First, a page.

Innovation is tricky, although it has worked its way into the lexicon of virtually all business practices in the last ten years. Being innovative is not as simple as utilizing the latest technologies or adopting new processes and procedures. Creating innovation is a much more intricate process. This process is what has most ideas stuck in limbo, waiting for something to happen, a change in the market or a seismic shift that suddenly facilitates acceptance of the new. Too often, superior products are, for some unknown reason, not achieving the anticipated trajectory. Bringing an invention to widespread acceptance can prove challenging even for the most cutting-edge companies.
Designers are often thought of as only being visually creative; although we are very visual, we are also uninhibited by tradition to solve complex problems. By using nonlinear thinking and visualization methods designers can define patterns, make predictions, and draw conclusions that linear thinking might not conjure. It is these practiced skills, employed every day, that can be applied to virtually any problem to provide insight on a system’s perspective.
Seeing through the Complexity
Three major problems that add to the complexity for solving the diffusion of innovations: multiple lenses of innovation research, multiple definitions of innovation and invention, and the multiple elements of innovation. Addressing these problems does not guarantee successful diffusion of an idea, but it will get you thinking in the right direction.
We all look through multiple lenses on a daily basis. Consumer, activist, parent; each has their own social environment associated with them. These lenses need to be analyzed, to find the proper social channels and markets that can often mean the difference between success and failure of a new product or idea. For each invention appropriate lenses need to be applied, targeted and analyzed. Often it is the end-users who develop new industrial and consumer products, having a firm understanding what new solutions might be needed and why. That understanding can also aid in a product’s acceptance. Therefore it’s a good idea to think as an end user when considering ways to build awareness. Once you have the user’s point of view clear, you can define your target, and avoid the pitfall of trying to be all things to all people. There is beauty in simplicity.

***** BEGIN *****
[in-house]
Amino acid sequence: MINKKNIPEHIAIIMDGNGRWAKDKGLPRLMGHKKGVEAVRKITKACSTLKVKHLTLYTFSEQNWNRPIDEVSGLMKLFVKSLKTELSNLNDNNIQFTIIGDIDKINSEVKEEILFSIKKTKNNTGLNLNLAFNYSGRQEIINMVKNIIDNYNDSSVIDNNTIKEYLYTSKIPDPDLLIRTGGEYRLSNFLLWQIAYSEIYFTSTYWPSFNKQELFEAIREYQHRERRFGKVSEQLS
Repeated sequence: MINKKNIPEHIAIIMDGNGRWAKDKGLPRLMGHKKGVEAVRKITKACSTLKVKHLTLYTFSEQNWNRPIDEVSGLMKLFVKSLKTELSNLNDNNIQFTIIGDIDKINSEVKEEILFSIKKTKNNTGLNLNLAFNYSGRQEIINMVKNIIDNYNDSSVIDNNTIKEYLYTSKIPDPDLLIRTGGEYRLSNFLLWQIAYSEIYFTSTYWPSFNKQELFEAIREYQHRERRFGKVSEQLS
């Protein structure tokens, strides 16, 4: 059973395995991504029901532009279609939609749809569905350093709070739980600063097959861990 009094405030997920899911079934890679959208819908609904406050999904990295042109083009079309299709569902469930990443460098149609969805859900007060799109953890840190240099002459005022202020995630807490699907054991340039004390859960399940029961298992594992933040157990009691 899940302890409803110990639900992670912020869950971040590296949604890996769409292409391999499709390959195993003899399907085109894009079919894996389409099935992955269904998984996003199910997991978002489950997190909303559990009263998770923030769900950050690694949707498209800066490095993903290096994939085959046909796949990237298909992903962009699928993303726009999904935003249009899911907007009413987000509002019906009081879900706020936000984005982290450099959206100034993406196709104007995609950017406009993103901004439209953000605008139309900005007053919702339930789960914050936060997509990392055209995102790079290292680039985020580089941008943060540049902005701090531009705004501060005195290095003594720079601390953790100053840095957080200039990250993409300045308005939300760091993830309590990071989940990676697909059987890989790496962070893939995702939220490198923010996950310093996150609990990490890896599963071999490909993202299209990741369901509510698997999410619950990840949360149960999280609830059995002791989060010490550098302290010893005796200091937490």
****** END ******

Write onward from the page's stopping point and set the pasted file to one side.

Innovation or invention – similar, but not the same. Drawing a definitive line between the two can be an area of contention. For the purpose of this article I’ll use my own point of view: innovation is the solution of a specific problem through application of a new approach, product or system. It is the application that is paramount to the diffusion of an innovation. The “new idea” is the invention; In the 1983 book New Products Management, Merle Crawford and Anthony di Benedetto write “the act of invention is one where pre-existing knowledge is combined in a new way to yield something that did not exist.” This distinction is vital. Claiming an invention is innovative – or that it’s an innovation at all – can be premature. Converting an invention into an innovation is a long and difficult process. It is the widespread adoption of an invention along a social demographic that necessitates its innovativeness. This diffusion depends on a combination of many factors.